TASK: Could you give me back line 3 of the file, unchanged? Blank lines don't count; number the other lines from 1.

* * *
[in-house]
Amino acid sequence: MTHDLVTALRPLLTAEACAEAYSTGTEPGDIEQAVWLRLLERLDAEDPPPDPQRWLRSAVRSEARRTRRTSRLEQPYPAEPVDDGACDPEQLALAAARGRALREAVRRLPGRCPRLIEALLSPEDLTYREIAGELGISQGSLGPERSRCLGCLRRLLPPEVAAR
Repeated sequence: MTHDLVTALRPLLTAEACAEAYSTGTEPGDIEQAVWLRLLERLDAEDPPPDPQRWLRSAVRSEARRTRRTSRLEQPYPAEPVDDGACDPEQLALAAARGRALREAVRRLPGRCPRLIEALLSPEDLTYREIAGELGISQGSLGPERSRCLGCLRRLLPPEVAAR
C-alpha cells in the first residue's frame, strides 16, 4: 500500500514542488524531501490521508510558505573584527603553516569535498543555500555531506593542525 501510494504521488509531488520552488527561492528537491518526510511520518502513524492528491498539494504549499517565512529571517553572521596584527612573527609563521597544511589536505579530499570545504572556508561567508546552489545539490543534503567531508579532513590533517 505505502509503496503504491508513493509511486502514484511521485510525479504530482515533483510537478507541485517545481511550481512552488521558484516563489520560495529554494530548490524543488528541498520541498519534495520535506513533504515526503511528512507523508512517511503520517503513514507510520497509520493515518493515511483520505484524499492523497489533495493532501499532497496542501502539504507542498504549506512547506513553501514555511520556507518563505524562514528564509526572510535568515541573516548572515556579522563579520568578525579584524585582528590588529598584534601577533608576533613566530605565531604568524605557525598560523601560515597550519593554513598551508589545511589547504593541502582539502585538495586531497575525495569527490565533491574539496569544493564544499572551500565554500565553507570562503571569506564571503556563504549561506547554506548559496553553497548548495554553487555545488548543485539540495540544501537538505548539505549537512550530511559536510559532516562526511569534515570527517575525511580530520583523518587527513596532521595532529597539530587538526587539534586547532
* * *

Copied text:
Repeated sequence: MTHDLVTALRPLLTAEACAEAYSTGTEPGDIEQAVWLRLLERLDAEDPPPDPQRWLRSAVRSEARRTRRTSRLEQPYPAEPVDDGACDPEQLALAAARGRALREAVRRLPGRCPRLIEALLSPEDLTYREIAGELGISQGSLGPERSRCLGCLRRLLPPEVAAR